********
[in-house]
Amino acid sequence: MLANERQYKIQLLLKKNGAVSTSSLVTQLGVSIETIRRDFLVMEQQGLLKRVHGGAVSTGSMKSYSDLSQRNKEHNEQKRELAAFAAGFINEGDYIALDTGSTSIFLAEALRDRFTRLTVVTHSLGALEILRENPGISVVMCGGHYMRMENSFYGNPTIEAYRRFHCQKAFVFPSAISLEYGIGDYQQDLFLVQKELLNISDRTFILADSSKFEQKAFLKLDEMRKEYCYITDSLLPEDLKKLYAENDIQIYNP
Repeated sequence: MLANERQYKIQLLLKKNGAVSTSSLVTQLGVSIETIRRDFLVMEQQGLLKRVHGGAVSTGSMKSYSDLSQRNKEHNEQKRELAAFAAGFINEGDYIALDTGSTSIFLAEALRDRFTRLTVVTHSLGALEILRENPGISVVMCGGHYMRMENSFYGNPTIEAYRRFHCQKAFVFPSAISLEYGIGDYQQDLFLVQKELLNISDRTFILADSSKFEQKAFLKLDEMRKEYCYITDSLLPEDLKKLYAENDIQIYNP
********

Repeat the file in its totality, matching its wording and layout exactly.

[in-house]
Amino acid sequence: MLANERQYKIQLLLKKNGAVSTSSLVTQLGVSIETIRRDFLVMEQQGLLKRVHGGAVSTGSMKSYSDLSQRNKEHNEQKRELAAFAAGFINEGDYIALDTGSTSIFLAEALRDRFTRLTVVTHSLGALEILRENPGISVVMCGGHYMRMENSFYGNPTIEAYRRFHCQKAFVFPSAISLEYGIGDYQQDLFLVQKELLNISDRTFILADSSKFEQKAFLKLDEMRKEYCYITDSLLPEDLKKLYAENDIQIYNP
Repeated sequence: MLANERQYKIQLLLKKNGAVSTSSLVTQLGVSIETIRRDFLVMEQQGLLKRVHGGAVSTGSMKSYSDLSQRNKEHNEQKRELAAFAAGFINEGDYIALDTGSTSIFLAEALRDRFTRLTVVTHSLGALEILRENPGISVVMCGGHYMRMENSFYGNPTIEAYRRFHCQKAFVFPSAISLEYGIGDYQQDLFLVQKELLNISDRTFILADSSKFEQKAFLKLDEMRKEYCYITDSLLPEDLKKLYAENDIQIYNP